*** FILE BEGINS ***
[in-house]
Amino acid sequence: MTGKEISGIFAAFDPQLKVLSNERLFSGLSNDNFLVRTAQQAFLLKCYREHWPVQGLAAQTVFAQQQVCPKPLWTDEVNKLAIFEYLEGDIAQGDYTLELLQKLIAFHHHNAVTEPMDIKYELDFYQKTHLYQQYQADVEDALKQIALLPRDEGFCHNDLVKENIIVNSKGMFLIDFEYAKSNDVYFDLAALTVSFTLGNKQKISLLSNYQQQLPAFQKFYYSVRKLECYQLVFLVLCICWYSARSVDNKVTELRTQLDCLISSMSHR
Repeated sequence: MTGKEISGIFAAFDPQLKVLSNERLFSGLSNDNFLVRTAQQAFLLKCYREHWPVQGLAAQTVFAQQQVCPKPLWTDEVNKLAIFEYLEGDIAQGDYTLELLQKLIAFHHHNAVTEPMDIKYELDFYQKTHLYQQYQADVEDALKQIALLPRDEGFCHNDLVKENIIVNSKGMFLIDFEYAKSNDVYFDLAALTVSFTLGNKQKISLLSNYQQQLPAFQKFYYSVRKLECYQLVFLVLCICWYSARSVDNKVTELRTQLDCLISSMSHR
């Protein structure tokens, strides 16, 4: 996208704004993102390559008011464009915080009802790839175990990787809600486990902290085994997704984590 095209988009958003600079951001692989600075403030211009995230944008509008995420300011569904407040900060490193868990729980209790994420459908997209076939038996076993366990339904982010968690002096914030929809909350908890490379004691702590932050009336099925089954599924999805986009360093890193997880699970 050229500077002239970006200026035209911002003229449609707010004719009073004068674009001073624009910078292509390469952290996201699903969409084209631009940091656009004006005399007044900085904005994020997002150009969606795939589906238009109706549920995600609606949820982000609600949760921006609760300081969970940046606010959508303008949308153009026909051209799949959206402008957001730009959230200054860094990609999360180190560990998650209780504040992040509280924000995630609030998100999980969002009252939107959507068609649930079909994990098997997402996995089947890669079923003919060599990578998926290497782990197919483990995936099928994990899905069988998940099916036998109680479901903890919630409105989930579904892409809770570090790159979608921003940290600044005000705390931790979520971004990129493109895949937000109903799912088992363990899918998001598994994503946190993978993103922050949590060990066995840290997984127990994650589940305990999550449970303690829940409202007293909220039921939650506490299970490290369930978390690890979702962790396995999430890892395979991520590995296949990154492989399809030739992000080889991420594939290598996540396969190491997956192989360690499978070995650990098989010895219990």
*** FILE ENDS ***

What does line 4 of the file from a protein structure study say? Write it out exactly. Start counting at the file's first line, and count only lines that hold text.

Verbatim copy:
């Protein structure tokens, strides 16, 4: 996208704004993102390559008011464009915080009802790839175990990787809600486990902290085994997704984590 095209988009958003600079951001692989600075403030211009995230944008509008995420300011569904407040900060490193868990729980209790994420459908997209076939038996076993366990339904982010968690002096914030929809909350908890490379004691702590932050009336099925089954599924999805986009360093890193997880699970 050229500077002239970006200026035209911002003229449609707010004719009073004068674009001073624009910078292509390469952290996201699903969409084209631009940091656009004006005399007044900085904005994020997002150009969606795939589906238009109706549920995600609606949820982000609600949760921006609760300081969970940046606010959508303008949308153009026909051209799949959206402008957001730009959230200054860094990609999360180190560990998650209780504040992040509280924000995630609030998100999980969002009252939107959507068609649930079909994990098997997402996995089947890669079923003919060599990578998926290497782990197919483990995936099928994990899905069988998940099916036998109680479901903890919630409105989930579904892409809770570090790159979608921003940290600044005000705390931790979520971004990129493109895949937000109903799912088992363990899918998001598994994503946190993978993103922050949590060990066995840290997984127990994650589940305990999550449970303690829940409202007293909220039921939650506490299970490290369930978390690890979702962790396995999430890892395979991520590995296949990154492989399809030739992000080889991420594939290598996540396969190491997956192989360690499978070995650990098989010895219990």